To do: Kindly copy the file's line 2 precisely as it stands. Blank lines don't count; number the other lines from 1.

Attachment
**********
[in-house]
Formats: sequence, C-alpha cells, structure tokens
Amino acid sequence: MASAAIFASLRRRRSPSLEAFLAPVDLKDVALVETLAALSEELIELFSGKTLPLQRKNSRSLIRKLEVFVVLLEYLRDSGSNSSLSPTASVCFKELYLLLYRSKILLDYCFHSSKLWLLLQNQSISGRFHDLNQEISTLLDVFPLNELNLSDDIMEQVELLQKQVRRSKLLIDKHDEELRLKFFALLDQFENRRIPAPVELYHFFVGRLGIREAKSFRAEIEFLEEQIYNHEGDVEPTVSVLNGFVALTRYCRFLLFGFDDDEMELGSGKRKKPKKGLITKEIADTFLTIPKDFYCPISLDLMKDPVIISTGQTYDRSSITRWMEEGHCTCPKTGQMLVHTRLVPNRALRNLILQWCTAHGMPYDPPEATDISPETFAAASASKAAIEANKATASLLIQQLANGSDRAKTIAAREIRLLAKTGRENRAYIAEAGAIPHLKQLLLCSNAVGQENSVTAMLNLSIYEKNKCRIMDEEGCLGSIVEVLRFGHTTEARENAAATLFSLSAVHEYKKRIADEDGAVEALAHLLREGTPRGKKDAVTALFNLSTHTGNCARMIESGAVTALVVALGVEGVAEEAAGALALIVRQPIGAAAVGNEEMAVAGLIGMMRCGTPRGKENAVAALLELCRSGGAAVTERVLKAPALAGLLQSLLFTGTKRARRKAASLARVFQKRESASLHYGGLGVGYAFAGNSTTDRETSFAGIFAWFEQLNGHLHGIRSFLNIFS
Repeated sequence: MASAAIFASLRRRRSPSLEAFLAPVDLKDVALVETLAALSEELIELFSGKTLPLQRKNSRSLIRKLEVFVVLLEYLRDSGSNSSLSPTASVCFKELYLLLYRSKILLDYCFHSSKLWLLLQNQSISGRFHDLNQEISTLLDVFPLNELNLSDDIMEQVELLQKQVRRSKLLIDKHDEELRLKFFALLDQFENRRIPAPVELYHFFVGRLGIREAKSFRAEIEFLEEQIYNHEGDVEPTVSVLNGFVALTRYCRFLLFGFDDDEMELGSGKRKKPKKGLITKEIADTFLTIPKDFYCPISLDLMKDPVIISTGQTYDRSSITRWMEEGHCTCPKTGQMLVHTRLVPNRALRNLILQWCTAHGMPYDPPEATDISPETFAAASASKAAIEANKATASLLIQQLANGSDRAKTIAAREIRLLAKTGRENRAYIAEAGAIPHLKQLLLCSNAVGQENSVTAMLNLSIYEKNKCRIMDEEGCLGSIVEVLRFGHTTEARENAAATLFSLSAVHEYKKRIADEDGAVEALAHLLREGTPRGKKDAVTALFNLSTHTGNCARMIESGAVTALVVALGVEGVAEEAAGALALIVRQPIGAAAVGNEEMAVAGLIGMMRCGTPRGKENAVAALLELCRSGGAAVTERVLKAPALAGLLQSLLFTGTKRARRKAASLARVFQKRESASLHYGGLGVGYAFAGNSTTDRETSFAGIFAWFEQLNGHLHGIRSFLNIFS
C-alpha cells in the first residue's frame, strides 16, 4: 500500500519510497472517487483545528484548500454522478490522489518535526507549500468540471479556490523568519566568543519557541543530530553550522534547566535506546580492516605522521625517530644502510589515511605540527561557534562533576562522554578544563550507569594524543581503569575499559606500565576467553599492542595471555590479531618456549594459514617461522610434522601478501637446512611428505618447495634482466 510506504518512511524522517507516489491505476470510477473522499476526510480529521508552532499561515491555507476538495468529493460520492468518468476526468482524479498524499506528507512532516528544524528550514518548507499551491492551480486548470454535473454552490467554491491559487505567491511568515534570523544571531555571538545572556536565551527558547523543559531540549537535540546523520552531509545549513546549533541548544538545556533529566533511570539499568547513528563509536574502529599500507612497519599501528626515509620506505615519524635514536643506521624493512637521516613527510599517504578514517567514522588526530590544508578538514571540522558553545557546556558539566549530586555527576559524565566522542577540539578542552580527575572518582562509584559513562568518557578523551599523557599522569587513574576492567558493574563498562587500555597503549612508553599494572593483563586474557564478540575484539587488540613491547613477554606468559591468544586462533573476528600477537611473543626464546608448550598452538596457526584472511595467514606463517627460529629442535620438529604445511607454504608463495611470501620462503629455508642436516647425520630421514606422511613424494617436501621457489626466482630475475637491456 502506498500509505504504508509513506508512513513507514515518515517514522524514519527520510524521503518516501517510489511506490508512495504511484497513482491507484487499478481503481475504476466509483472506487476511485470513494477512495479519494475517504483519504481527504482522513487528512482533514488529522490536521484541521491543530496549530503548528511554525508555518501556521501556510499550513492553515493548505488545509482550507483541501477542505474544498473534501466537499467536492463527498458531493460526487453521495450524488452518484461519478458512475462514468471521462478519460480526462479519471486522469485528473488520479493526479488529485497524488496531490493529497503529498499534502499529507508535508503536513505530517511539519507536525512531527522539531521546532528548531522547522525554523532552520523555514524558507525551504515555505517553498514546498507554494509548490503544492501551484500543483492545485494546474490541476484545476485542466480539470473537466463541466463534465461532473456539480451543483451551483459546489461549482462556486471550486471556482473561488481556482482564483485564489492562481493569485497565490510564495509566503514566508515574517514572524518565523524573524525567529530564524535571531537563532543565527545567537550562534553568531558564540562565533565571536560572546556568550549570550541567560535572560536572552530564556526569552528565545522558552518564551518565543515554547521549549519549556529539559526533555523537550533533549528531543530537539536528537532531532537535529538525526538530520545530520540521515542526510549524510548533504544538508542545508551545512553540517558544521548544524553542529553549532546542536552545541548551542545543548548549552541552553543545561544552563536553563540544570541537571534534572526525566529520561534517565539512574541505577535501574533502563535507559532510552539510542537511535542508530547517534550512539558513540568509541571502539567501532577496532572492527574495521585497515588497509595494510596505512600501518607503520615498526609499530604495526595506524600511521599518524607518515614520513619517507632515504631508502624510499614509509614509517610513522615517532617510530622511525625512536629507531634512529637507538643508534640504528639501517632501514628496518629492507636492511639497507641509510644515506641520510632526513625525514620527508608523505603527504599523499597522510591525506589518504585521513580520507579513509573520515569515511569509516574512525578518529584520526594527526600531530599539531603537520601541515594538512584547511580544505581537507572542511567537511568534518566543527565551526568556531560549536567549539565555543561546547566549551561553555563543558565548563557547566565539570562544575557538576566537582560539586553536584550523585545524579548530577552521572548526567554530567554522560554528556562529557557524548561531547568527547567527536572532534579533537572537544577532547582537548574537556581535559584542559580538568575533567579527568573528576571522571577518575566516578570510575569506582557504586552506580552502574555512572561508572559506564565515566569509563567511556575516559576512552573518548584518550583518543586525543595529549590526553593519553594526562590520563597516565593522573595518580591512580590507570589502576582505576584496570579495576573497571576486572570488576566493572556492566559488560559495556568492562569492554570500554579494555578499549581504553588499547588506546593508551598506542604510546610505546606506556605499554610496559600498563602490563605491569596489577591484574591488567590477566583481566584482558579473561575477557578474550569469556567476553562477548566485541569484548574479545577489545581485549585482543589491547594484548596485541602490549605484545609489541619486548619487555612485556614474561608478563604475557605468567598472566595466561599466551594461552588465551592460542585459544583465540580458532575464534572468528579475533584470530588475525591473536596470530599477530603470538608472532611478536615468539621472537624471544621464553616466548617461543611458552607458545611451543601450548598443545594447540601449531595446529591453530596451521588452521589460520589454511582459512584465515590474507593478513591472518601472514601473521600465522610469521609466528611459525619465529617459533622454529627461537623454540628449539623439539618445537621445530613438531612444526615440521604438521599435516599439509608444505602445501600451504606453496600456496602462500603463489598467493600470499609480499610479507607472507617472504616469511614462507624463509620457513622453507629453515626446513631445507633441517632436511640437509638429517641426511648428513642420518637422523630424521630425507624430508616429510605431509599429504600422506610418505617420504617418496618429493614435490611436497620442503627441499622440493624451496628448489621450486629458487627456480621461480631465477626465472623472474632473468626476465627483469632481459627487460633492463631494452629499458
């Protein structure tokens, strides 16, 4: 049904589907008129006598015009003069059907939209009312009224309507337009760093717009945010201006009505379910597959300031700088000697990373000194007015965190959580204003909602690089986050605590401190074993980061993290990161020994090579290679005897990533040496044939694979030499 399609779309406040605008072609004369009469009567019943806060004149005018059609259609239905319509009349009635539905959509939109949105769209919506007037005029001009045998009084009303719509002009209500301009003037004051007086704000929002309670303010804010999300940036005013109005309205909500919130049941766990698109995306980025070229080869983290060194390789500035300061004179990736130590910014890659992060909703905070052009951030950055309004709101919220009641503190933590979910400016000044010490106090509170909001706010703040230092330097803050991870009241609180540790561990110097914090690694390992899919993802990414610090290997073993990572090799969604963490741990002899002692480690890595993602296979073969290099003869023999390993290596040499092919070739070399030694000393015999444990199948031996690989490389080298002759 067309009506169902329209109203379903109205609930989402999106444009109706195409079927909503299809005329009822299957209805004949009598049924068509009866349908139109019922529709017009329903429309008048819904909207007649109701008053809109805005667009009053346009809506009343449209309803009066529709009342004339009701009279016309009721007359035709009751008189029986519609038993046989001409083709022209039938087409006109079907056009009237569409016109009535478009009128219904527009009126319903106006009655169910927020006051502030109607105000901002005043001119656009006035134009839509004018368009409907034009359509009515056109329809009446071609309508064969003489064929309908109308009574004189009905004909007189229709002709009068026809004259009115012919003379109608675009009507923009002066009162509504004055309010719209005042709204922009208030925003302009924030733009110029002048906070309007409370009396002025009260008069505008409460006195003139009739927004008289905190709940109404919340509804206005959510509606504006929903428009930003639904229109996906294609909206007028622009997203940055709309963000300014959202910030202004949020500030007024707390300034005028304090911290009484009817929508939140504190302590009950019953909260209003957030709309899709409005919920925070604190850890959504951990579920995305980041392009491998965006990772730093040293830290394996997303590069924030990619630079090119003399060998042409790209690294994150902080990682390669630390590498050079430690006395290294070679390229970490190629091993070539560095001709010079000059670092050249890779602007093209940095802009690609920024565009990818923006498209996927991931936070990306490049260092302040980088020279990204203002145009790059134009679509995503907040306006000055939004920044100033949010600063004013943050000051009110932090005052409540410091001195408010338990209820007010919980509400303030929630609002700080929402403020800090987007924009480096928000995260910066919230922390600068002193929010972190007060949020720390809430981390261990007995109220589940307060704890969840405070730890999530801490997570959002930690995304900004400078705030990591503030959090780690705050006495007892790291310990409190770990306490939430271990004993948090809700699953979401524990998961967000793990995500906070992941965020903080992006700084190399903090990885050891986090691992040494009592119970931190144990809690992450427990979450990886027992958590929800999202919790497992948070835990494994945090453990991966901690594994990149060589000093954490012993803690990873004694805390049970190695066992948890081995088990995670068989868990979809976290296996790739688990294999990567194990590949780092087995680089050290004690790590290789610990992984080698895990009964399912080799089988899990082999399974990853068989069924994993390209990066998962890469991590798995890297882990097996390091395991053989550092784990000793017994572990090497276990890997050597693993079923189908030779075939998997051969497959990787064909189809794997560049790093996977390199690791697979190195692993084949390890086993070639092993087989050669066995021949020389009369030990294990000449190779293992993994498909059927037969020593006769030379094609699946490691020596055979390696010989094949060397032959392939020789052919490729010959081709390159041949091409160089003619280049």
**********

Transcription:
Formats: sequence, C-alpha cells, structure tokens